U.S. Department of Energy Seeks Comments on Transmission Line Congestion
The U.S. Department of Energy (DOE) is seeking comments, and inviting the public to attend four regional pre-study workshops, for the purpose of providing input to DOE’s upcoming study of electric transmission congestion. The study will address congestion issues throughout the U.S., except for the Electric Reliability Council of Texas. The Energy Policy Act of 2005 (2005 EPAct) mandates that a congestion study be conducted by DOE every three years. On the basis of a congestion study, DOE may designate any area of congestion that adversely affects consumers as a national interest electric transmission corridor (National Interest Corridor). Once such corridors are designated, the federal government becomes authorized to issue siting permits for new transmission projects therein if certain triggering events occur.
Transmission line congestion can have adverse economic and/or reliability consequences for electric customers, because it can prevent generated electricity from reaching load centers. Congress addressed the concern about the ability of the transmission system to handle increasing electric demands in the 2005 EPAct. That major piece of legislation contained a number of provisions dealing with transmission issues, one of which required DOE to conduct triennial transmission congestion studies.
Although the congestion studies provide informative data for the industry and policy makers to consider, the primary significance of the studies is that DOE may, on the basis of a study, designate certain geographic areas that are experiencing congestion as National Interest Corridors. Entities proposing to build transmission projects within a National Interest Corridor may avail themselves of federal “backstop” siting authority under certain circumstances, including if the state siting authority does not issue a siting permit within one year of application. As states previously had exclusive domain over the siting of electric transmission lines, the provision for “backstop” federal siting authority was subject to sharp debates before enactment and remains controversial.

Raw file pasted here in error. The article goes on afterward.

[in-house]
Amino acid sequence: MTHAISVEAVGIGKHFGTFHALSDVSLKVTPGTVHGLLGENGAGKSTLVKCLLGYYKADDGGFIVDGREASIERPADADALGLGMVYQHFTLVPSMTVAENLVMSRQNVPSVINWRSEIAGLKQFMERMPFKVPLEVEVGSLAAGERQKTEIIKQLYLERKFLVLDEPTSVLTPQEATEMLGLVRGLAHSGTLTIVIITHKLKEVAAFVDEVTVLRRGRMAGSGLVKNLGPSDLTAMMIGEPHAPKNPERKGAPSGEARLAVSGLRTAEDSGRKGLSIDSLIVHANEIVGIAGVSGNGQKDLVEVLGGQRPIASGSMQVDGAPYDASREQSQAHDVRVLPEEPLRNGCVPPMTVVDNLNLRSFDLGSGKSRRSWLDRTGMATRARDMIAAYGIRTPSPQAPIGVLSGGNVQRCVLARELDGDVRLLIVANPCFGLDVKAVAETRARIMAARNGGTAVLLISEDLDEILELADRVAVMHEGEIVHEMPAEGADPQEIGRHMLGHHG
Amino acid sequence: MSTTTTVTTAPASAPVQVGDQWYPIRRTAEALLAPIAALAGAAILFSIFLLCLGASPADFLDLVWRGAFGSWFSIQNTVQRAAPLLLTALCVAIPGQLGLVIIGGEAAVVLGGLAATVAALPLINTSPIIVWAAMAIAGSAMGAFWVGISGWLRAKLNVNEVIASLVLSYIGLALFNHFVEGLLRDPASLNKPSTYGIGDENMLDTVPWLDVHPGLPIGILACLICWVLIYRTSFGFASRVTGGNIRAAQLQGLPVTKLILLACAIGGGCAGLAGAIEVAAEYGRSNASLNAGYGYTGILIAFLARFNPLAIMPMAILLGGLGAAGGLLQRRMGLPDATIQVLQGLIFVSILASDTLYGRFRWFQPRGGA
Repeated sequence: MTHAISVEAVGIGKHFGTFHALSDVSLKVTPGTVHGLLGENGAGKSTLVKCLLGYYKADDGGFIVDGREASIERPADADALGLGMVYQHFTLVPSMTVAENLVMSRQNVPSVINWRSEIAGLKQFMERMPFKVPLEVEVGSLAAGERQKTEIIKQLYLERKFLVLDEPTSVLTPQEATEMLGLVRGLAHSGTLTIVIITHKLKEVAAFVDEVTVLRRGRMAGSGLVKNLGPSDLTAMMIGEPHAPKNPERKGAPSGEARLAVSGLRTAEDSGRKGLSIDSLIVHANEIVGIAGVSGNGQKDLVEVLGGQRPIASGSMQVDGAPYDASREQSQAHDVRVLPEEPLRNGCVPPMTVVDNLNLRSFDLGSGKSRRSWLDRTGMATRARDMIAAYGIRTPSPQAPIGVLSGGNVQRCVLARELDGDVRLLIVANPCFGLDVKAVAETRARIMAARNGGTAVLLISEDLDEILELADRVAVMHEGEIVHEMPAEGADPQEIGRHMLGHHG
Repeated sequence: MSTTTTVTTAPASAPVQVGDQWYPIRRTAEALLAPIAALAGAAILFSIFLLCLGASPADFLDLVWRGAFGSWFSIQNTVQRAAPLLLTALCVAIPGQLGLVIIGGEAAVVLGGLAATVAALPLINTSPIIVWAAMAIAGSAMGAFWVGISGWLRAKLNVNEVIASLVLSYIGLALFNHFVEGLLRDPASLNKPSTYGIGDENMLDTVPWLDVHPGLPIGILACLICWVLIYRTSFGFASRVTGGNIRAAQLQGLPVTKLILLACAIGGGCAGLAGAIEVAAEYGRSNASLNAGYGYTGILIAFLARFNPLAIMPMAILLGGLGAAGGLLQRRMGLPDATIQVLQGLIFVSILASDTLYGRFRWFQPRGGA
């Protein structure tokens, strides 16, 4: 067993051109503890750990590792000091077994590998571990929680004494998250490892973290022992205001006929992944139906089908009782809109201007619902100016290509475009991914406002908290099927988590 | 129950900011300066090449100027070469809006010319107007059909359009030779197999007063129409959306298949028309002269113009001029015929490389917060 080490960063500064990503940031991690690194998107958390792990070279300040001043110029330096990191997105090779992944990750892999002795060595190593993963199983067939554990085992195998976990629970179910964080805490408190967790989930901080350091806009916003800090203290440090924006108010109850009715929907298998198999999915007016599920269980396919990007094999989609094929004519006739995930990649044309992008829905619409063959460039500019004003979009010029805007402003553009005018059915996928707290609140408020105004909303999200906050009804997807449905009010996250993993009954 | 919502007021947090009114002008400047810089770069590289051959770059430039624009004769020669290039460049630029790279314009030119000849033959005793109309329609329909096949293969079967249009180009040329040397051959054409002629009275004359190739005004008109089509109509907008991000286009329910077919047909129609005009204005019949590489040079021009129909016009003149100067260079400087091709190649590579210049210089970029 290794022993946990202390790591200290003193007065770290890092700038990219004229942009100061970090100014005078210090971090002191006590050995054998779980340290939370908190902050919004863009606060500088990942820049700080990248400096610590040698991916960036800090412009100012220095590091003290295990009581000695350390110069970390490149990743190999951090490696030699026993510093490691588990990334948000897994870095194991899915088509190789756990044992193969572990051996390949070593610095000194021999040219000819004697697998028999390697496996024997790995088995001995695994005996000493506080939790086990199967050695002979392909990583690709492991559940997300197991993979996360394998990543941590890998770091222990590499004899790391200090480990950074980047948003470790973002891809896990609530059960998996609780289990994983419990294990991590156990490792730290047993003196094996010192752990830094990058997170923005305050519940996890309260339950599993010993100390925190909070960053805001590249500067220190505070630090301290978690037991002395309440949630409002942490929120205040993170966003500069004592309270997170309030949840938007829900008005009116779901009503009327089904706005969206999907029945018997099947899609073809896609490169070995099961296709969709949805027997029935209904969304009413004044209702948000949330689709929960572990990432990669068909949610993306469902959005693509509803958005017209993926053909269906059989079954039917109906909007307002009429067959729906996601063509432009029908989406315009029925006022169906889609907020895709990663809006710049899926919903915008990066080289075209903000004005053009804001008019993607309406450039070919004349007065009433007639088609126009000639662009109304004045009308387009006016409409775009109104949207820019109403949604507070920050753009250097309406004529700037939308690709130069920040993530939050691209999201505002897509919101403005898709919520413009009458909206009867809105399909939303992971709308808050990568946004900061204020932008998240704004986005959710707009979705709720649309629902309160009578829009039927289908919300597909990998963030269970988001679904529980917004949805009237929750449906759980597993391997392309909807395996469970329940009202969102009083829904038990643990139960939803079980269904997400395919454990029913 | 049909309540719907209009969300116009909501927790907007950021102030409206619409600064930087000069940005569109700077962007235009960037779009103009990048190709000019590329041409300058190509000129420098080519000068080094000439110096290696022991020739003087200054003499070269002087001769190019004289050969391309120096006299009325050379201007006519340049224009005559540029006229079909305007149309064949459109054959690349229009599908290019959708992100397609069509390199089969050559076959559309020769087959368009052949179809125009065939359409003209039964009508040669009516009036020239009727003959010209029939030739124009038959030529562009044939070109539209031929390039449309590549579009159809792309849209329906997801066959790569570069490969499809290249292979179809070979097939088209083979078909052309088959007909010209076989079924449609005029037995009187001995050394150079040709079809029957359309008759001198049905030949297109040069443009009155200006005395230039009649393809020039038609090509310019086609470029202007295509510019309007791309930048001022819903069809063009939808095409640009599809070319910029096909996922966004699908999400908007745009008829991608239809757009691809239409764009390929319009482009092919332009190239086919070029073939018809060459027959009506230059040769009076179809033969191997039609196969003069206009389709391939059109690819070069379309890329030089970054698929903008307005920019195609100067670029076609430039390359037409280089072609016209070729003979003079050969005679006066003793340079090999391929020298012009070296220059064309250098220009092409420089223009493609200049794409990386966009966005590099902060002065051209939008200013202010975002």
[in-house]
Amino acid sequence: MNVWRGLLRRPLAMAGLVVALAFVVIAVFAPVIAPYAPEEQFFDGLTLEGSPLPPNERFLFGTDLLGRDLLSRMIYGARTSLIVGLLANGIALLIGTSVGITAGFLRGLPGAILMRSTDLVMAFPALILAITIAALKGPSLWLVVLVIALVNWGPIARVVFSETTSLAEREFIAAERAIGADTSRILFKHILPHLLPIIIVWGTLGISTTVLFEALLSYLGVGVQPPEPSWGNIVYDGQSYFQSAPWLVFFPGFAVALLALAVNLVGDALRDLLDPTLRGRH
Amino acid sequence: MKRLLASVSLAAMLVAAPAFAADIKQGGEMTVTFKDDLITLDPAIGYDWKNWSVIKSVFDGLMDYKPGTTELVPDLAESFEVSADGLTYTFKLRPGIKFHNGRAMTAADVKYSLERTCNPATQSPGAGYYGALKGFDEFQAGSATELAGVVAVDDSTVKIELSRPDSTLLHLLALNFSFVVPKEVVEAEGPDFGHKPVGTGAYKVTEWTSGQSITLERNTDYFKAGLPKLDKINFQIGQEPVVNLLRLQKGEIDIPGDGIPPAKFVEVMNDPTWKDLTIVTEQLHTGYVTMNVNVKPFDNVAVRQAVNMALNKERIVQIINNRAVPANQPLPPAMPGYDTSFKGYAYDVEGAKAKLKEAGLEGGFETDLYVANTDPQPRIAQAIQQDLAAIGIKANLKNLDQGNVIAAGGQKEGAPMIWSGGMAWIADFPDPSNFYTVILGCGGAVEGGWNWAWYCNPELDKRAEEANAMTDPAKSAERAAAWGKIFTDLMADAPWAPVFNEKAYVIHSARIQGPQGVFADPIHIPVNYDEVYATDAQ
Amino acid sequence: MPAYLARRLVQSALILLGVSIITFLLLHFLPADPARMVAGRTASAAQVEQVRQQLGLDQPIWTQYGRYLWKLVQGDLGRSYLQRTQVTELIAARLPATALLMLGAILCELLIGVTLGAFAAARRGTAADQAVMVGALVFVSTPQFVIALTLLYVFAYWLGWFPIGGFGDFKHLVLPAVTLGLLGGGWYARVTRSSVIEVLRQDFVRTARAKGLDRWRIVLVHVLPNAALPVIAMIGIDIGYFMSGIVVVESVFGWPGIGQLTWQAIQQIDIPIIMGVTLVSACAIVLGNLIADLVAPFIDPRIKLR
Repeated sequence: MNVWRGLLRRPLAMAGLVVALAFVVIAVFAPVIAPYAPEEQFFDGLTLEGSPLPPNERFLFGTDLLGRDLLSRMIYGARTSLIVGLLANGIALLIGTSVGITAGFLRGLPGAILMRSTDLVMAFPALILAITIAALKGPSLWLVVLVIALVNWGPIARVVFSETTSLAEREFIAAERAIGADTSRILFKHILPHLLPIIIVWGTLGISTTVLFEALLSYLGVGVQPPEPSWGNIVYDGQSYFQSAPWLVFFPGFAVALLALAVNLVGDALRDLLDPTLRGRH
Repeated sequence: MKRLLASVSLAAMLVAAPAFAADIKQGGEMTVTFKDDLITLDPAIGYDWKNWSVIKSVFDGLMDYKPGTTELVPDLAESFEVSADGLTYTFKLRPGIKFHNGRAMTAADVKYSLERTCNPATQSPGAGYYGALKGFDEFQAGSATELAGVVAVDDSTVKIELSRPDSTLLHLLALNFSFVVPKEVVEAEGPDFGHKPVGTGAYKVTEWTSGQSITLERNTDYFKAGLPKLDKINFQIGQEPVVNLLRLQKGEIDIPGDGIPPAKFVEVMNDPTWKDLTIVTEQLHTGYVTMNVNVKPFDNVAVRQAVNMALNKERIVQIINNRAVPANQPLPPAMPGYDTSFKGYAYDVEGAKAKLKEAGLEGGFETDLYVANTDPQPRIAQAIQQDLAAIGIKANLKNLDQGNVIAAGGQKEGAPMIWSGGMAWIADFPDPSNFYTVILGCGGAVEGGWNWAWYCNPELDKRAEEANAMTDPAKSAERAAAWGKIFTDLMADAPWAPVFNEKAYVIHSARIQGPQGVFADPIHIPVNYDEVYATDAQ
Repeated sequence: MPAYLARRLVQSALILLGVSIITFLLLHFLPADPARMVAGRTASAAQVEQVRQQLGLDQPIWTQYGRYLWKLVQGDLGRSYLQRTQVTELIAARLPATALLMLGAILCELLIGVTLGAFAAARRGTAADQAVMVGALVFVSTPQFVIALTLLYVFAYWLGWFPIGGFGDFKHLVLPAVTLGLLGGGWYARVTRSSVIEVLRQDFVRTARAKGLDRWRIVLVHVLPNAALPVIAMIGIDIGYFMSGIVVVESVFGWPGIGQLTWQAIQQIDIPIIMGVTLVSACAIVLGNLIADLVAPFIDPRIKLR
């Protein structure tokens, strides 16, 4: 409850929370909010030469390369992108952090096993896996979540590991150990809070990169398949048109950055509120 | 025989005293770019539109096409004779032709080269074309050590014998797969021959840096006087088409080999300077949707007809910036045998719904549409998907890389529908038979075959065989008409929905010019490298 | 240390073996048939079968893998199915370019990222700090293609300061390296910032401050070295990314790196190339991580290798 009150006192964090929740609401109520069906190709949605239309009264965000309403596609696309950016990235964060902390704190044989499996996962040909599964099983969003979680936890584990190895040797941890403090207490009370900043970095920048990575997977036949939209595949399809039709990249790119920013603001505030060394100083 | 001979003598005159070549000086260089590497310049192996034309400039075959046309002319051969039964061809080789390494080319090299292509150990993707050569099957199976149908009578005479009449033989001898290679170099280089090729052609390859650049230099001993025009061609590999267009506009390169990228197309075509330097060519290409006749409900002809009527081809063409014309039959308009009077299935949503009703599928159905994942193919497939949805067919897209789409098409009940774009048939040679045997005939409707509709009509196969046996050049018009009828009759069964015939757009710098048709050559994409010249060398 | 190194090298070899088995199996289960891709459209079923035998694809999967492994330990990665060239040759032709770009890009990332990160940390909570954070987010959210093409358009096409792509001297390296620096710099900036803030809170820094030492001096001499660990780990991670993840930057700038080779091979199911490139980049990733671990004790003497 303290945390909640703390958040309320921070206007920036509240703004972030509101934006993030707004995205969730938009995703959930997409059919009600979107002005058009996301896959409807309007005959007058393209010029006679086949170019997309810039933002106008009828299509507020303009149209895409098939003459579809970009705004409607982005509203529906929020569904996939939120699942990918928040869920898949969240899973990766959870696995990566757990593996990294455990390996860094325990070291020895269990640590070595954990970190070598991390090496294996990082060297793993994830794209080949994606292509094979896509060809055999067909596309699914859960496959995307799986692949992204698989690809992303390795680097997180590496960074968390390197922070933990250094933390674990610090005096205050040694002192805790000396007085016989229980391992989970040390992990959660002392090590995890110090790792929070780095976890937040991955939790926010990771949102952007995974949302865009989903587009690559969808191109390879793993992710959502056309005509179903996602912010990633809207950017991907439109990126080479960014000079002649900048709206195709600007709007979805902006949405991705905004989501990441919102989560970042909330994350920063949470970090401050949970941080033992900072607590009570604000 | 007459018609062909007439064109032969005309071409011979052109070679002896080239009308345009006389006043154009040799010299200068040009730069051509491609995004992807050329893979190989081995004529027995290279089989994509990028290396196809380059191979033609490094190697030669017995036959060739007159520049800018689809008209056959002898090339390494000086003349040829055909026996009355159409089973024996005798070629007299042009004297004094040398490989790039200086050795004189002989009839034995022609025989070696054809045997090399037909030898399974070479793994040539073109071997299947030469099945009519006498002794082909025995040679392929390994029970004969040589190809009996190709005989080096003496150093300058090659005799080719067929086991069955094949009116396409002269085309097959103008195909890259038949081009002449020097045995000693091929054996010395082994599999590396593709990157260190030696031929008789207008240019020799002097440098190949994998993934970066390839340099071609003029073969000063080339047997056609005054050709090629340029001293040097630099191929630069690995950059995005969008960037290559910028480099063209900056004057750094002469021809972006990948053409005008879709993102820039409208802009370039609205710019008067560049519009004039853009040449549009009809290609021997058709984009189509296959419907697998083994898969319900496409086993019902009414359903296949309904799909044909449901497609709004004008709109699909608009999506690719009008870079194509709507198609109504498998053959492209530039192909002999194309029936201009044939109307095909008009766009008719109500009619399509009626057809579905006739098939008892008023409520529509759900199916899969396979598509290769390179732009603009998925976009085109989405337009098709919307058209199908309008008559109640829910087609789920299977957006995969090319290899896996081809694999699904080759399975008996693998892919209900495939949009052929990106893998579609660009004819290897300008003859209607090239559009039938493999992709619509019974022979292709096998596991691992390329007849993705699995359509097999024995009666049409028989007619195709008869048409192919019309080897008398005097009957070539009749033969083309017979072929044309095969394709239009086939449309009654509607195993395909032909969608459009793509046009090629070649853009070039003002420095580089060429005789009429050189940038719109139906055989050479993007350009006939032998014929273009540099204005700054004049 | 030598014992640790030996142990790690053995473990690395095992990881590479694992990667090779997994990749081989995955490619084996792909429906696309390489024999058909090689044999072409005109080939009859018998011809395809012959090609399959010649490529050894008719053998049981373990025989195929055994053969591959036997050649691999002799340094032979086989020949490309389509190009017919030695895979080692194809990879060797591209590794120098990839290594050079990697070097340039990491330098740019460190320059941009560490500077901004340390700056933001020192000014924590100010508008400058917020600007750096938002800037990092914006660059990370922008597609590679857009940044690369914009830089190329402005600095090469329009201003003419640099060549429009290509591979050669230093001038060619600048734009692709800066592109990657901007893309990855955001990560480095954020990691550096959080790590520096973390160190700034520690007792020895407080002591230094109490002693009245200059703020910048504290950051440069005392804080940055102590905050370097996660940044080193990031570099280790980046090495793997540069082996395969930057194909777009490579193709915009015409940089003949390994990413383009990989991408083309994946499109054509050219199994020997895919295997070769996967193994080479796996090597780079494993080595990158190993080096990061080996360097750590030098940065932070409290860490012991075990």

DOE’s first two congestion studies were performed in 2006 and 2009. Based on the 2006 study, DOE designated large geographical areas in the eastern and western parts of the country as National Interest Corridors. That study and corridor designations were vacated in February 2011 by an appellate court because the court found that DOE had not adequately consulted with states as required by the statute, and had not given adequate consideration to whether an Environmental Impact Statement was needed to support the action. Thus, there are currently no National Interest Corridors designated, and the 2012 study could be the basis to propose new ones.
In a Nov. 10, 2011 Federal Register notice, DOE laid out its plan for developing the 2012 transmission congestion study, which is due to be finalized next August. DOE noted that it would rely on a review of publically available data relating to the electric system for the 2012 study, as it did in the 2009 study. It listed types of data it would consider as including electric market analyses, energy flows, interconnection queues, generation plans, load forecasts, the impact of environmental regulation, and planning documents submitted to the Federal Energy Regulatory Commission pursuant to that Commission’s Order No. 890. Notably, as directed in the American Reinvestment and Recovery Act of 2009, DOE will include in the study an analysis of significant potential sources of renewable energy that are constrained by lack of adequate transmission capacity. This would lay the foundation for a possible designation of National Interest Corridors that could facilitate the siting of transmission lines to serve renewable resources.
In the first phase of its 2012 study, DOE “seeks comments on what publicly-available data and information should be considered, and what types of analysis should be performed to identify and understand the significance and character of transmission congestion.” The public may submit comments starting immediately and DOE asks that all comments suggesting appropriate analyses or studies be submitted no later than Jan. 31, 2012. In addition, DOE will be hosting public workshops in December related to the 2012 study in Philadelphia, St. Louis, Portland, Ore., and San Diego. DOE will then release a draft 2012 study for a 60-day comment period, after which it will issue the final version.